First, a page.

(pictured, The Road Back, 2008 by George Rodrigue, water-based oil on canvas, 18x24; click photo to enlarge-)

These days, when I awaken at night, I don’t find George, as I did before, at his easel.  But I do feel him in these ‘fish stories’ and, although I’m rarely in Louisiana anymore, in nature.  I sense him on the white sands and green waters of Okaloosa Island, in the long shadows cast by the short New Mexican pinons, and within the eyes of animals he never painted ---- such as Zoey, my sister Heather’s family dog.


George and I felt linked to a pair of great horned owls that joined us for years to watch the sunrise from behind our home in Carmel Valley.  The giant nocturnal birds, however, always left in the morning mist, long before the light allowed a decent photograph.

On Thanksgiving Day 2014, in the golden afternoon sunshine of Galisteo, New Mexico, an unlikely visitor moved a small gathering to silence.  He remained a long time, maybe half an hour, watching these family and friends, among them myself, George’s son André, and, as a group, the artist-peers George most admired, the closest thing he knew to a Blaue Reiter or Vienna Secession, and the reason he visited Santa Fe every year since this artists' community first welcomed him with a solo exhibition in the mid-1980s.  One way or another, I heard from almost all of them over the following weeks, each one believing the owl to have been a mystical occurrence or visitor of some kind.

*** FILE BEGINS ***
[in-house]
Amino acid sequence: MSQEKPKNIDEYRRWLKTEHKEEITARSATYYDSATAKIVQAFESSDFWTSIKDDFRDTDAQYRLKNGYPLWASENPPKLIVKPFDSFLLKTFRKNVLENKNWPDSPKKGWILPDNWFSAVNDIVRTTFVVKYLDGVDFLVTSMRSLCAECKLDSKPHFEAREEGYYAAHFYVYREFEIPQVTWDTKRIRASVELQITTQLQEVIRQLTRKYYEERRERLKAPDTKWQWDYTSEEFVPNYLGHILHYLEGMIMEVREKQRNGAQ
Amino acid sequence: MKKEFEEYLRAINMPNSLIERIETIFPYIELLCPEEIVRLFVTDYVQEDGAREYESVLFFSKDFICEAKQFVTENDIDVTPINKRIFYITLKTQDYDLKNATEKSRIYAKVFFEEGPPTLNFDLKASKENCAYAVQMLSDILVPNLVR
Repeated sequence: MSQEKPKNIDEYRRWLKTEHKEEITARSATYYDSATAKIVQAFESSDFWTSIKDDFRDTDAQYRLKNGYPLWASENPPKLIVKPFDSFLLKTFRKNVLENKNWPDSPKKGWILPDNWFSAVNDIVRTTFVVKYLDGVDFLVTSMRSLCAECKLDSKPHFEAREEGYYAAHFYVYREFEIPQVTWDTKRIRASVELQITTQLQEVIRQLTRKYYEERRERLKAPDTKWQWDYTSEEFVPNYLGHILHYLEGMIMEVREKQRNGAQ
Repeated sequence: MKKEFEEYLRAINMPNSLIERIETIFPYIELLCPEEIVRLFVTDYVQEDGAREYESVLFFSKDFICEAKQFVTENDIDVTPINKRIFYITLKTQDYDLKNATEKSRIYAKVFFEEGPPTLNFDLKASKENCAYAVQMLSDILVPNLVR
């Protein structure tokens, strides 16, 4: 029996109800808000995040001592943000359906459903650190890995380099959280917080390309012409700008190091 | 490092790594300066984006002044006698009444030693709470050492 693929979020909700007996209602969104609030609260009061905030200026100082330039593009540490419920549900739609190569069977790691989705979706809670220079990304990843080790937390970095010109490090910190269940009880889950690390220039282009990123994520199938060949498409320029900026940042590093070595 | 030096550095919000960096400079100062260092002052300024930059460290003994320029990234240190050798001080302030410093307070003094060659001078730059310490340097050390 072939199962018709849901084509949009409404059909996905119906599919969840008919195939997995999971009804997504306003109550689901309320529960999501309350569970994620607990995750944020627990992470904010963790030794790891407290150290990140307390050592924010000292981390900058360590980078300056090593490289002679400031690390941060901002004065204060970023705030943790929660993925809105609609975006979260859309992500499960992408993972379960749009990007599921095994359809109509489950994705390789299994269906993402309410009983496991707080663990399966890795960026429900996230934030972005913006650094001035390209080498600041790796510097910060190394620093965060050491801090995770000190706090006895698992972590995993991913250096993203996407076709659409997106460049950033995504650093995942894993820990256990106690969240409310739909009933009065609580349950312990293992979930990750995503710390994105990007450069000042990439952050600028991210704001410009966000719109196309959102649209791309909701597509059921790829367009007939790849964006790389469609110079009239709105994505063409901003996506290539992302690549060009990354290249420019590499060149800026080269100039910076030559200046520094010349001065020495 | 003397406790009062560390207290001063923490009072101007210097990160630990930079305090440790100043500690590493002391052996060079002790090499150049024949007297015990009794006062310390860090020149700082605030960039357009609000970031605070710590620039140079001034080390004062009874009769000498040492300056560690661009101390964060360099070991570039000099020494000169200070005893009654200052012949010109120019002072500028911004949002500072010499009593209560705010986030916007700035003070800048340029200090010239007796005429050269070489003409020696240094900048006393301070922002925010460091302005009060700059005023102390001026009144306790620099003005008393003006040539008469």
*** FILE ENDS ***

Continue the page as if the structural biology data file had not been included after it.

-click photo to enlarge-


I don’t know if George has tried to contact me or not.  I don't even know if I believe in such things.  I feel sure, however, that the owl is more likely a sign than the salmon, which is found, in my new southwestern home, only at select restaurants.  What I do know is that I’m still swimming upstream, looking for him, despite the odds ….. everywhere.

Wendy

*With this return to blogging, I realize, at last, that I’m the keeper of the memories, and that if I don’t write them down and get them out of my head, then the stories end.  I also have journals of notes and half-finished essays based on conversations with George.  No promises on how often I'll post, however, because, well, reliving us without him is ….

*The companion images of George and of me within this post are digital collages (2013, 20x20 inches, editions 50; click photos to enlarge), a combination of paintings and photographs arranged and colored by George in his computer, then printed on heavy rag paper. Wendy is his last artwork that includes me; and Rodrigue is his last self-portrait-

*Our owl visitor was photographed by George's friend, artist Douglas Magnus. Over a 25-year period, the two collaborated on numerous unique buckles and jewelry designs, such as this belt, which they made for me in 2012-



*In recent months, the Rodrigue family took on personally both George's Facebook page and the foundation’s, expanding the posts to feature not only his art, but also quotes, stories, and photographs.  Please join us on Facebook at The Art of George Rodrigue and The George Rodrigue Foundation of the Arts.  Also, find us on instagram-





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Thursday, October 9, 2014

Choo Choo Ch’Boogie (An Adventure)

Last year I often found George Rodrigue in his studio in the middle of the night.  He worked for weeks on the painting Choo Choo Ch’Boogie, yet instead of photographing him at his easel, I stood quietly behind and watched. 

(pictured:  Choo Choo Ch’Boogie, 2013 by George Rodrigue, acrylic on canvas, 48x60 inches)